This number is often expressed in fractions and the result is always rounded down. Weapons and shields tend to yield 0.5 crew capacity, reactors 1-3 crew capacity and engines 0.25 crew capacity. Therefore a ship with a pair or lasers, ballistic weapons and particle weapons (0.5 each weapon, 6 weapons = 3 crew capacity), a grade C reactor (3 crew capacity), a shield (0.5 crew capacity) and four engines (0.25 each engine, 4 engines = 1 crew capacity) would have 7.5 crew capacity. Rounded down, the most Max Crew you could have based on Crew Capacity is 7 with this ship design.
While Crew Capacity is work for your crew to do, Crew Stations determines the number of places from which crew work can be done. This is far less complicated and painless than crew capacity - cockpits tend to have 2 to 4 crew stations, and various habs can yield more, as follows:
|Computer Core 2x1||1|
|Control Station 2x1||4|
|Engineering Bay 3x1||1|
|Battle Stations 2x2||6|
|Computer Core 2x2||2|
Habs are otherwise cosmetic, mostly determining how the interior of your ship looks and what companions and other NPCs do and where they dwell while on your ship… that and adding a marginal amount of hull to your ship and providing attachment nodes for other components, of course. Slap in a high capacity cockpit and a 2x2 Battle Stations hab and you’ve got more crew stations than you can probably make use of.
Not a ship stat, but the Ship Command skill should be pointed out just because of how much it influences your ability to assign crew. Regardless of all the stats above, your ability to assign crew is limited by your Ship Command skill (or lack thereof). If you take great pains to slap on weapons, a shield, engines and a grade C reactor to your ship and provide plenty of crew stations, it won’t matter if you haven’t invested in the Ship Command skill. Without any investment you can only assign three crew, whatever your ship’s Max Crew stat.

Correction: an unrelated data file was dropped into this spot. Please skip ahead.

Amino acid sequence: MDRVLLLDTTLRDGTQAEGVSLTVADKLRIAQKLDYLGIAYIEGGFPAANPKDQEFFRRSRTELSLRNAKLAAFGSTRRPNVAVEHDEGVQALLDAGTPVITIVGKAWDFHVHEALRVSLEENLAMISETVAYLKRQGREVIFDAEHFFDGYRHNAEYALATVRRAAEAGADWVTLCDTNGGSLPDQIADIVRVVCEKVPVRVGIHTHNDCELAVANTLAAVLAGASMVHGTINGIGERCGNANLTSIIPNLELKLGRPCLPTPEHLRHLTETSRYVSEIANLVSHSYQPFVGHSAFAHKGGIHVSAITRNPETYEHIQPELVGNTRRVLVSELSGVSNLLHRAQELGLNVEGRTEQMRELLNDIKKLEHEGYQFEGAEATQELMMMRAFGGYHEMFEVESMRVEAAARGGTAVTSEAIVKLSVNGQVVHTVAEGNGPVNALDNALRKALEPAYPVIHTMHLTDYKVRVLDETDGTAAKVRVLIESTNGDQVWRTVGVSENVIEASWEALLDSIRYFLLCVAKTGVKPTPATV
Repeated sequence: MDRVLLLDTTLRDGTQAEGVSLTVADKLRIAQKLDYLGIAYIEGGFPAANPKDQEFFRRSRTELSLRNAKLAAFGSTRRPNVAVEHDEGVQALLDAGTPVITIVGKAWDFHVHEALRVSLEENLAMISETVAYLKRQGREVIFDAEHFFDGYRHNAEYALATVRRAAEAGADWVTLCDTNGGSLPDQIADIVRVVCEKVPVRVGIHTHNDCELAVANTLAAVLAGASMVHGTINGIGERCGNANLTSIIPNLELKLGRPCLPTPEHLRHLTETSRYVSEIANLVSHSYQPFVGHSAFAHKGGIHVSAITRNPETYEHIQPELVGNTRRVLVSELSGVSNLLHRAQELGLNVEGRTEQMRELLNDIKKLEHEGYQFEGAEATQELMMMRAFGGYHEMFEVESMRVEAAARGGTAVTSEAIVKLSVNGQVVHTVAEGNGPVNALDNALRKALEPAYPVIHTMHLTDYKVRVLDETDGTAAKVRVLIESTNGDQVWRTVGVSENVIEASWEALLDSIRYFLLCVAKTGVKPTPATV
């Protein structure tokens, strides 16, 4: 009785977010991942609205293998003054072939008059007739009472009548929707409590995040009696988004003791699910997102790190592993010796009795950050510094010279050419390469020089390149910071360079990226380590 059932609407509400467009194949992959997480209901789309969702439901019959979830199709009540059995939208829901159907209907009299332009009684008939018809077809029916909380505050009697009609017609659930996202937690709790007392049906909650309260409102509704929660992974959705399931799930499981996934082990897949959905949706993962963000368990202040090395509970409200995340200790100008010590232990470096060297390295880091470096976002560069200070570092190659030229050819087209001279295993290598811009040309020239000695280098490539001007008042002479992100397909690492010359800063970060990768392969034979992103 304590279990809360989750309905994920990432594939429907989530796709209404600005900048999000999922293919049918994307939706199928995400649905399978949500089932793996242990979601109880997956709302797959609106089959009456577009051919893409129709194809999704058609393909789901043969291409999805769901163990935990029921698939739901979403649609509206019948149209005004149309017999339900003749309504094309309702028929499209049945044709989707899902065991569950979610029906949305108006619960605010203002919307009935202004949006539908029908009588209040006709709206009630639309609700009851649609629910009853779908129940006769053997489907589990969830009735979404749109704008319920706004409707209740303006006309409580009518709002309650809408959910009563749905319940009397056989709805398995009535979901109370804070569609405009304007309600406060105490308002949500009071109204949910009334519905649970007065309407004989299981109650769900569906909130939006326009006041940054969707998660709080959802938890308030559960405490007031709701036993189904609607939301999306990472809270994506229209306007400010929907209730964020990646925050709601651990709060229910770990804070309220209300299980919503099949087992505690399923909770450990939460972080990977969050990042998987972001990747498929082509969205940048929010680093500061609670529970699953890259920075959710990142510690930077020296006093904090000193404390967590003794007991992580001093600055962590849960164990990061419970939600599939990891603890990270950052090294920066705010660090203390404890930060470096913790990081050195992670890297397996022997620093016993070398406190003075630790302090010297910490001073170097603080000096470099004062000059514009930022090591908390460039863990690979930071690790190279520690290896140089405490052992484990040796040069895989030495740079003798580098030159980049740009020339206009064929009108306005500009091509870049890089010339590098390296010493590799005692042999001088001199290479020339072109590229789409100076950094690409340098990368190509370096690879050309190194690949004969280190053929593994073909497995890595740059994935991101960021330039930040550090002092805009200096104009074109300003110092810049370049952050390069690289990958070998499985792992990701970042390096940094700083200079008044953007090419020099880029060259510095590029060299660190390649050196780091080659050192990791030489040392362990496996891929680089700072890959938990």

Another category that sometimes appears on habs, Passenger Slots is nowhere near as important. Sometimes NPCs tag along for the ride with you, and presumably you need passenger slots on your ship to accommodate them. This doesn’t contribute in any way to being able to assign crew, or really to any core ship function, and may just be a convenience when traveling with NPCs or unassigned and reassigned crew. As with Crew Stations, Passenger Slots are determined by installed habs:
|All-in-One Berth 2x1||2|
|Living Quarters 2x1||2|
|Living Quarters 2x2||3|
|Mess Hall 2x3||3|
|All-in-One Berth 3x1||2|
|Mess Hall 3x2||3|
Fuel and Jump Range
Another pair of related stat, your grav drive’s primary function is to allow you to perform FTL jumps - interstellar travel between different systems - and the distance your grav drive can travel between jumps is measured in light years (LY). This generally ranges between 12-30 LY, but on its own is kind of a moot stat, since many systems will be further away than even the highest-end grav drives can manage, especially when you consider that your jump range is reduced the greater your ship’s mass. That 27 LY grav drive you bought will only take you that full 27 LY if you skimp on every other aspect of starship design, including cargo capacity, crew capacity weaponry, etc. What’s the point of traveling to far-flung systems if you’re helpless, understaffed and incapable of hauling anything back with you?
This is where fuel comes into play. Fuel allows your grav drive to jump repeatedly in succession without stopping, extending your FTL travel range. You can’t run out of fuel and get stranded, you’ll automatically replenish your fuel when you arrive at your destination, and fuel doesn’t cost you anything, so essentially the combination of jump range and your fuel supply determines how far you can travel (between systems on the star map) at a time.